This past weekend’s NHL Draft in Buffalo, New York was undoubtedly historic for the Boston University men’s hockey team. A whopping six Terriers heard their name called at First Niagara Center, speaking volumes to the youthful talent that will soon grace Agganis Arena for the 2016-17 season.
It’s important to take a step back, though, and ponder this: Just how many NHL selections does head coach David Quinn have at his disposal? As it turns out, quite a lot.
On any given weekend in Hockey East or out-of-conference play, it’s likely 11 skaters will have been drafted. The numbers break down to five forwards and six defensemen, altogether coalescing into what is – on paper – one of the NCAA’s most talented rosters.
Forwards: The Terriers have nearly two lines NHL scouts have tabbed as ready for the next step. It’s impossible to predict who will pan out as hoped, but potential is abound.
Kieffer Bellows – Freshman – New York Islanders – First round, 19th overall in 2016
Jakob Forsbacka Karlsson – Sophomore – Boston Bruins – Second round, 45th overall in 2015
Jordan Greenway – Sophomore – Minnesota Wild – Second round, 50th overall in 2015
Patrick Harper – Freshman – Nashville Predators – Fifth round, 138th overall in 2016
Clayton Keller – Freshman – Arizona Coyotes – First round, 7th overall in 2016
Defenseman: Lineup decisions and injuries notwithstanding, Quinn could field an entire defensive unit of NHL draft picks. Somerby, the team’s captain, leads the contingent.
Dante Fabbro – Freshman – Nashville Predators – First round, 17th overall in 2016
Brandon Hickey – Junior – Calgary Flames – Third round, 64th overall in 2014
Chad Krys – Freshman – Chicago Blackhawks – Second round, 45th overall in 2016
John MacLeod – Junior – Tampa Bay Lightning – Second round, 57th overall in 2014
Charlie McAvoy – Sophomore – Boston Bruins – First round, 14th overall in 2016
Doyle Somerby – Senior – New York Islanders – Fifth round, 125th overall in 2012
Here are some remarks from Quinn following the 2016 Draft about the NHL picks that’ll be wearing scarlet and white.
Also, be sure to read this article by Alex Prewitt of Sports Illustrated. He was on location in Buffalo last weekend, and has some interesting tidbits from McAvoy, Quinn and Jack Eichel.
Here’s a brief preview:
“Just talking about it and thinking about it,” said Charlie McAvoy, the only one of the quartet who skated for the Terriers last season. Not the upcoming first round of the draft, mind you, but the prospect of playing together in the fall. “It’s surreal, the class that we’re coming in with. It’s going to be special.”
After four Boston University athletes were drafted in the first round of the 2016 NHL Draft, two more Terriers heard their names called on Saturday at First Niagara Center in Buffalo. The two most recent draftees, Chad Krys and Pat Harper, mean that BU led all college programs in total prospects selected this year. Read on to find out where the incoming freshman ended up.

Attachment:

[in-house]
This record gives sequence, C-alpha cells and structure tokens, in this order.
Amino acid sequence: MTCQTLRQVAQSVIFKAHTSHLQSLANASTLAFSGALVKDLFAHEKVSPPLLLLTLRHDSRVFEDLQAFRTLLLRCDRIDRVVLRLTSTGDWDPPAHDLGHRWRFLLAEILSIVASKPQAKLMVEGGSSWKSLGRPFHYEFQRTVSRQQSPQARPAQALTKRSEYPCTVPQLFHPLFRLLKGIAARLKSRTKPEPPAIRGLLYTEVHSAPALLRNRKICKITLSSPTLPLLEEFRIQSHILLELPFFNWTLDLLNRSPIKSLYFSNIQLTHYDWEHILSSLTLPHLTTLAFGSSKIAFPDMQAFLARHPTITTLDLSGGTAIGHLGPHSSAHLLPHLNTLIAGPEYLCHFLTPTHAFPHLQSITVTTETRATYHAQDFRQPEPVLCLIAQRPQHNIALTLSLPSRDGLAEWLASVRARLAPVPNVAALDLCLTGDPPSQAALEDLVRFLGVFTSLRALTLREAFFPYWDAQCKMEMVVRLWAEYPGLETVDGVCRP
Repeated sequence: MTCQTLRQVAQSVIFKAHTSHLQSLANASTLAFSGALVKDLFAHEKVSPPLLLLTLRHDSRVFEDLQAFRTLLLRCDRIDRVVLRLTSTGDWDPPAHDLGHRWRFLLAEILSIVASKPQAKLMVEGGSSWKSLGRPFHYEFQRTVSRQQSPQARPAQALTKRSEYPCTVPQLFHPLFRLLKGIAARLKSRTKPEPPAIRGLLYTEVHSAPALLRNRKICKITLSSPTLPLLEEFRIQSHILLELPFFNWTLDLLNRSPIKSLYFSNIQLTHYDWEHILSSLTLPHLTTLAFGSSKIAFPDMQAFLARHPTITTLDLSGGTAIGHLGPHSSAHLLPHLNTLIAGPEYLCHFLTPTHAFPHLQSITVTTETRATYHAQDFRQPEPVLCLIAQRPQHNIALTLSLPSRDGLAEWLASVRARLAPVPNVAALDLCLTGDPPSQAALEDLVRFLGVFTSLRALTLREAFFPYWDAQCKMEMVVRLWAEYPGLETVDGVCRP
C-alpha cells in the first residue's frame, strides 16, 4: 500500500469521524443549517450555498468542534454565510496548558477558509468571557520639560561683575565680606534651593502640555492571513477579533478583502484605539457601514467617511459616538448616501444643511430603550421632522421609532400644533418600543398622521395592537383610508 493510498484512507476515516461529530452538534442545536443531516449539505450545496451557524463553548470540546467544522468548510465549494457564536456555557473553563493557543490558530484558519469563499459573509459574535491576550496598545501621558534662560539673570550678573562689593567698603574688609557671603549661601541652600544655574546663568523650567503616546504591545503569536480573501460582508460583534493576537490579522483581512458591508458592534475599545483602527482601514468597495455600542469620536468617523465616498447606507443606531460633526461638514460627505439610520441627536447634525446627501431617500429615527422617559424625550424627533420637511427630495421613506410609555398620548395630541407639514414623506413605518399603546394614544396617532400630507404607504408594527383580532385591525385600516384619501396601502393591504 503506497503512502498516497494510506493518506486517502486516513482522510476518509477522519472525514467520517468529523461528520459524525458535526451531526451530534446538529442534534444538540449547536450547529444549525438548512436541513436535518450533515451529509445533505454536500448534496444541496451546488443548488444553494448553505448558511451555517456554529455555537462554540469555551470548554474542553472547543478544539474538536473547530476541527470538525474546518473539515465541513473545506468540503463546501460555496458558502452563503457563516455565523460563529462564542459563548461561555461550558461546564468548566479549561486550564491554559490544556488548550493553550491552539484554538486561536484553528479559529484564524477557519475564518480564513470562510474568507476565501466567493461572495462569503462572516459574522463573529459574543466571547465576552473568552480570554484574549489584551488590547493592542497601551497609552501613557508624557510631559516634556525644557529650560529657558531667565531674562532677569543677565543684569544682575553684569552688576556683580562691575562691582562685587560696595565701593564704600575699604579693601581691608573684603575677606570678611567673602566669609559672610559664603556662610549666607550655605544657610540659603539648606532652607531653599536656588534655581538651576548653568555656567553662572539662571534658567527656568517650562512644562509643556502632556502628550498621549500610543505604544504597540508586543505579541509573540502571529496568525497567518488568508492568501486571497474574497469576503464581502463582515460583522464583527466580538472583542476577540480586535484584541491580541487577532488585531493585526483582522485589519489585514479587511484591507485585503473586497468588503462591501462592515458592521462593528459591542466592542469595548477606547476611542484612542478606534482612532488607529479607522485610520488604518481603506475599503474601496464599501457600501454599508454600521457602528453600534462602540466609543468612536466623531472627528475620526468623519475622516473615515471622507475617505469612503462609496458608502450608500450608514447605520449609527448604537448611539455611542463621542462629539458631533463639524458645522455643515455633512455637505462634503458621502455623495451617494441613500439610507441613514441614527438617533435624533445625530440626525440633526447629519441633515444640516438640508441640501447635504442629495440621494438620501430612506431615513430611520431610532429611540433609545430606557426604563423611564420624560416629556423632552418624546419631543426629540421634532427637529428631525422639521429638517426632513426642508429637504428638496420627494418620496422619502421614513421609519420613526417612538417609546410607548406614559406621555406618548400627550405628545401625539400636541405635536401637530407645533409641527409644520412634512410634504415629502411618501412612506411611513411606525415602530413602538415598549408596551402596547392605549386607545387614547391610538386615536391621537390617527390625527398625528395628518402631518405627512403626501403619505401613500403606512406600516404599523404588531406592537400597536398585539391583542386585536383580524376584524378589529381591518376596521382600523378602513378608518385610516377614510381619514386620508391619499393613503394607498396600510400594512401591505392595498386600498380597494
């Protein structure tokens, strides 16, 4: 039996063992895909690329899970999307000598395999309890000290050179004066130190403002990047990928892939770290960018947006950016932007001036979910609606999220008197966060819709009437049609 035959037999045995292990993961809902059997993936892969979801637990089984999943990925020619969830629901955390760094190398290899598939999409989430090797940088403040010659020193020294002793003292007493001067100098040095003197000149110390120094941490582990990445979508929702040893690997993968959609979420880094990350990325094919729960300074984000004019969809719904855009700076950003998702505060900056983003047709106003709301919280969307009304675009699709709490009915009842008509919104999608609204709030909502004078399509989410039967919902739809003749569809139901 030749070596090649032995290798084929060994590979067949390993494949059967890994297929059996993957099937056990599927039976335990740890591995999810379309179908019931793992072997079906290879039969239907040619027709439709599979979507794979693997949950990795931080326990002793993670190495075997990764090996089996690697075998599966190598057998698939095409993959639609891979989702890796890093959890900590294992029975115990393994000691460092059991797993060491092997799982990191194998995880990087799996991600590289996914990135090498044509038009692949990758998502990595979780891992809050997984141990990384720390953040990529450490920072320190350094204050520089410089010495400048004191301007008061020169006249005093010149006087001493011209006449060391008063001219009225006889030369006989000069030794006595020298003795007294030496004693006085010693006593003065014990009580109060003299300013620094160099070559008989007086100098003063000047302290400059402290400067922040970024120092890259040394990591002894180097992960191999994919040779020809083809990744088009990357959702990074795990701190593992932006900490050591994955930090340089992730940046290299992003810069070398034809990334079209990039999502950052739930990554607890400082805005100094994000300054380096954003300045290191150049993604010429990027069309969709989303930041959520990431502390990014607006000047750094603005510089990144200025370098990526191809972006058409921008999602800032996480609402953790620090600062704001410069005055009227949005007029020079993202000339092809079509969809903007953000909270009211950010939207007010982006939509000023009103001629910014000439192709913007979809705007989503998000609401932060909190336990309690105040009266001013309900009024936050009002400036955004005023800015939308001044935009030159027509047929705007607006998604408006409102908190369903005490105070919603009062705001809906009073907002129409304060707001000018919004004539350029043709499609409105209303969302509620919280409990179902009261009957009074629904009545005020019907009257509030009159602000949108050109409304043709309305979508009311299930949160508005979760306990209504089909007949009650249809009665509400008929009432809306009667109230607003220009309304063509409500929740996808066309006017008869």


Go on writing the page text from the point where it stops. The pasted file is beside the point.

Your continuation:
His draft stock may have dropped, but Krys didn’t have to wait long to be drafted Saturday, as the Chicago Blackhawks took the defenseman 45th overall. The selection now means Krys and his father, Mark, who was a Terrier captain in 1990, are the first father-son combo to attend Boston University and be drafted into the NHL. Most teams see the 18-year-old as having plenty, as he was selected to Team USA’s World Juniors team this past winter. The Blackhawks aren’t a team that are need immediate help of any kind, as they have had nine straight winning seasons and won the Stanley Cup three times in the last seven years. Krys will head to Commonwealth Avenue this fall to improve his game, and the Blackhawks will wait until the right time to bring him to Chicago.
One of BU’s lesser-known newbies, Harper was taken by the Nashville Predators in the fifth round with the 138th overall selection. Harper, 18, joins incoming teammate Dante Fabbro as a member of the Predators. The forward last played for Avon Old Farms, where he tallied 39 assists and 59 total points.
It was a historic night for Boston University at the NHL Draft, as four Terriers were selected in the opening round. It is only the second time in league history that four athletes from the same college program were drafted in the top 30.
Incoming stars Clayton Keller, Dante Fabbro and Kieffer Bellows, as well as returning defenseman Charlie McAvoy, all heard their names called Friday night at First Niagara Center in Buffalo. Read on to see which NHL teams took a chance on some of the best BU has to offer.
The U.S. National Team Development Program’s all-time leading scorer was called up to the stage early on, as Keller was drafted seventh overall by the Arizona Coyotes. The 17-year-old is the sixth Terrier ever to be a top-10 selection.
“It’s a great feeling, it’s hard to describe, and I’m just so thankful to be picked by them,” Keller said after hearing his name called. “I was a little bit shocked, but its a great organization and I’m just so ready to get started, and they have such great players there so I’m really excited.”